Nova Scotia

St. Patrick's High School demolition costs rising

The estimated cost of demolishing the old St. Patrick’s High School in Halifax is now a $1 million more than the city had budgeted.

Built in 1955, the building has asbestos tiles and insulation, mould, mercury and lead

Built in 1955, the St. Patrick's High School building has asbestos tiles and insulation throughout. There's also mould, mercury and lead in the building. (CBC)

The estimated cost of demolishing the old St. Patrick’s High School in Halifax is now $1 million more than the city budgeted.

Closed in 2007, city staff had originally set aside $3.5 million to tear the building down and clean it up to provincial standards. A consultant now puts that amount at least $4.5 million.

The councillor for the district, Jennifer Watts, says there isn’t much that can be done to change those numbers.

"The costs of demolition are going be what they're going be and we've already approved the direction of that,” she said.

Karla Nicholson with the Quinpool Road Mainstreet District Association says business owners see the potential.

"Everybody on this street is very anxious to get this building torn down and to see what can be built here,” she says.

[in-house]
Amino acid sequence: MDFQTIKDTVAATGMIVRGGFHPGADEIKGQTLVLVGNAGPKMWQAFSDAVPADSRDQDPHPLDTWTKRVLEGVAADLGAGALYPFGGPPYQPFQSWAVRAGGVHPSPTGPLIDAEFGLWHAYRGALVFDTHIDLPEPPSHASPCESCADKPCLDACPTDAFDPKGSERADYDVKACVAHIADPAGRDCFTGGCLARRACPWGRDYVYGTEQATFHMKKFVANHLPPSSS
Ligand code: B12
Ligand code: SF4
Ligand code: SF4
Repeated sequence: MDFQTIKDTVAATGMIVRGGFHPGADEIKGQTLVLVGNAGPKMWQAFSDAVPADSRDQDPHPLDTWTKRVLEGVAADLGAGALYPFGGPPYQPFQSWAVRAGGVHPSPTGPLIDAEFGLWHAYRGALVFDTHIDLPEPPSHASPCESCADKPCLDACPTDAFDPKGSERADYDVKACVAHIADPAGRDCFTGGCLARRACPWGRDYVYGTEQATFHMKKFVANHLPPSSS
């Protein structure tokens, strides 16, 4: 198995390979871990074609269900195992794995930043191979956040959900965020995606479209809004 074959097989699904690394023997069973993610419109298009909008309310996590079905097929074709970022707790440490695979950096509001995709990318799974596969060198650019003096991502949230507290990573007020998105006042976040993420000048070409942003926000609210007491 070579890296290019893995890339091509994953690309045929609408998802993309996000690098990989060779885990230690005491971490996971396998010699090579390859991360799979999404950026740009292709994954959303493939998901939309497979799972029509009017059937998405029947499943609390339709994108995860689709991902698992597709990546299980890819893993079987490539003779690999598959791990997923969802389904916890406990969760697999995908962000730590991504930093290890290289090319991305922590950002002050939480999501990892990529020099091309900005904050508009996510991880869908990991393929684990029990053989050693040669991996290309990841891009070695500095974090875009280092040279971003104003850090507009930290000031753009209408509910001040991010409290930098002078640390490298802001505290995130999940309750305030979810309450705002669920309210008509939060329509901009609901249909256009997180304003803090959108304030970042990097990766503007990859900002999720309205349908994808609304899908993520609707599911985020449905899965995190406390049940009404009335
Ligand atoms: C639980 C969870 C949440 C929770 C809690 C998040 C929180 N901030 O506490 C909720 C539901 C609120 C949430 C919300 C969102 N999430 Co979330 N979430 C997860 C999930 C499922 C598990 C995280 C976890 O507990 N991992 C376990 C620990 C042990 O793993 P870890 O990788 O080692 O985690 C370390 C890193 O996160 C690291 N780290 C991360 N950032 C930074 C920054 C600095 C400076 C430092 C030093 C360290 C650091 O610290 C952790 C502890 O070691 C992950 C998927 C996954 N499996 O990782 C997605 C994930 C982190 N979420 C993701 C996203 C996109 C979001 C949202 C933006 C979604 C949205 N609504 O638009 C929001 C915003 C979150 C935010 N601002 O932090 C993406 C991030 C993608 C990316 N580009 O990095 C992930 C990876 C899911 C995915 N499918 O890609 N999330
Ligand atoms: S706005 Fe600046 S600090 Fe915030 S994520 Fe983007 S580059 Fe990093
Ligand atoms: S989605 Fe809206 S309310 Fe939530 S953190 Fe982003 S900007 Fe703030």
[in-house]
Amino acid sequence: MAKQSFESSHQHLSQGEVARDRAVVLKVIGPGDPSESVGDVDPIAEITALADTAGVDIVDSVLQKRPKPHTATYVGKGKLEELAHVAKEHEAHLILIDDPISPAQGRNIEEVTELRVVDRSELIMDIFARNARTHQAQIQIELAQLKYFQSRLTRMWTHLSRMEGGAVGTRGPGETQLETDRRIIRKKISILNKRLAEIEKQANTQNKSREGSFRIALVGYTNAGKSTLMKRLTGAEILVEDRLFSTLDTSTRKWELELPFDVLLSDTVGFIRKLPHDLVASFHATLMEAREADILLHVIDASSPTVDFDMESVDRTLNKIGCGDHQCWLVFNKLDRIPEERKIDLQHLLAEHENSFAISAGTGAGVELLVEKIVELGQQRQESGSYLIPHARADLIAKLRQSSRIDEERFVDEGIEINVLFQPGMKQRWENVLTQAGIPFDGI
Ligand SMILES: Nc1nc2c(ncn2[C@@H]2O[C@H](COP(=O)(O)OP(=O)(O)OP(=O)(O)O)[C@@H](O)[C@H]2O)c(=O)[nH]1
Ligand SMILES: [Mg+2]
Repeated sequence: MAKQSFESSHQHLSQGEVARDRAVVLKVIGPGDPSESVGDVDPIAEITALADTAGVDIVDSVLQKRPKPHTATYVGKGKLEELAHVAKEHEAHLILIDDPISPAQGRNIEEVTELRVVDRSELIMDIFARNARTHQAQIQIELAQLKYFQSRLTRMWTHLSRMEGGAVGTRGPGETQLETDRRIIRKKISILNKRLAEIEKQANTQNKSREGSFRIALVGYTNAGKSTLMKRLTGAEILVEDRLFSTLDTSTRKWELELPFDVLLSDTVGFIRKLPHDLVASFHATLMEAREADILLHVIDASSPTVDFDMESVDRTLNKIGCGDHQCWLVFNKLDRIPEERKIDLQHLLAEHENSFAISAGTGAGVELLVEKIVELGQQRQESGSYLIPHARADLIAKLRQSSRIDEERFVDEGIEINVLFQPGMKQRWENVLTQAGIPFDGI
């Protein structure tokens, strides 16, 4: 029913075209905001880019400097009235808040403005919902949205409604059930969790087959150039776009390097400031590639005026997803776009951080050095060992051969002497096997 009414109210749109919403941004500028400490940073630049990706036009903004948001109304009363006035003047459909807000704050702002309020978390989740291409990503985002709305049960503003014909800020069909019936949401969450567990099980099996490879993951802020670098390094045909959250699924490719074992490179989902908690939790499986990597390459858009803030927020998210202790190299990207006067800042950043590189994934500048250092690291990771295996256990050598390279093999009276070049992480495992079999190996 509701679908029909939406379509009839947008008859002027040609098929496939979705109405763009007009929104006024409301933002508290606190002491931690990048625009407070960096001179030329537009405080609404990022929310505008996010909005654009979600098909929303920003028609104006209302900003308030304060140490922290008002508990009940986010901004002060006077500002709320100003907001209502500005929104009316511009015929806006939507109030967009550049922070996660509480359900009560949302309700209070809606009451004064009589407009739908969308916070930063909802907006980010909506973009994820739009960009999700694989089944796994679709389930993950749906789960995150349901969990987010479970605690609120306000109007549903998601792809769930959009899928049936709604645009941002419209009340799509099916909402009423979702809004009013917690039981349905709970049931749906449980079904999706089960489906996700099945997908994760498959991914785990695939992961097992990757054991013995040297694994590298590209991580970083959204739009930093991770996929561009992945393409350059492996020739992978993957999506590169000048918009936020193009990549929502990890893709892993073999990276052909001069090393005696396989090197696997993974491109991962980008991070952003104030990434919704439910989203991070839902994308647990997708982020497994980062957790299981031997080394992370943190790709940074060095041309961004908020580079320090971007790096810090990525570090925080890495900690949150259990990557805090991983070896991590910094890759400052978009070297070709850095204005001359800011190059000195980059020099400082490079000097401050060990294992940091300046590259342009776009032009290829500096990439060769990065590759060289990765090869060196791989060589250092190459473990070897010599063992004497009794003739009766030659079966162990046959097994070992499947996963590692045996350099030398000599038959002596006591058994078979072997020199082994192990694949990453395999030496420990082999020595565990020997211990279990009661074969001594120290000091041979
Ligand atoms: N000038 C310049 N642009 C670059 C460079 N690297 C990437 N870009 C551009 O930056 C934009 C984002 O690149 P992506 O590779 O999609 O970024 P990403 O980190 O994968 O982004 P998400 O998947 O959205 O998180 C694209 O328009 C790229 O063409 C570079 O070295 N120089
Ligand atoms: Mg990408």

"We're hoping it can be a state-of-the-art building here similar to the library on Spring Garden Road."

Environmental clean up needs to be done before the building comes down.

Karla Nicholson with the Quinpool Road Mainstreet District Association says they all see potential in the site. (CBC)

Built in 1955, the former school has asbestos tiles and insulation throughout. There's also mould, mercury and lead in the building.

Watts says she's concerned about the oil on site.

"I think particularly with some of the leakages of some of the fuel and hydraulic oil that have been happening have raised further concerns," she said. “It's just going take some time and some careful work to clean that up."

Hydraulic oil from the elevator has seeped into the nearby groundwater and creosote from the chimney has made it to the boiler room floor.

Nicholson says the increased cost is unfortunate.

"None of us want to hear that it will cost taxpayers more," she said. "On the other hand, it’s costing $400,000 a year just to keep it up with lights and security, so we feel within two and a half years that cost would pay for itself."

Halifax council will vote in two weeks on whether to go ahead with demolition now or next year.

The city expects to easily recover the millions of dollars spent on demolition and remediation when it puts the property up for sale.

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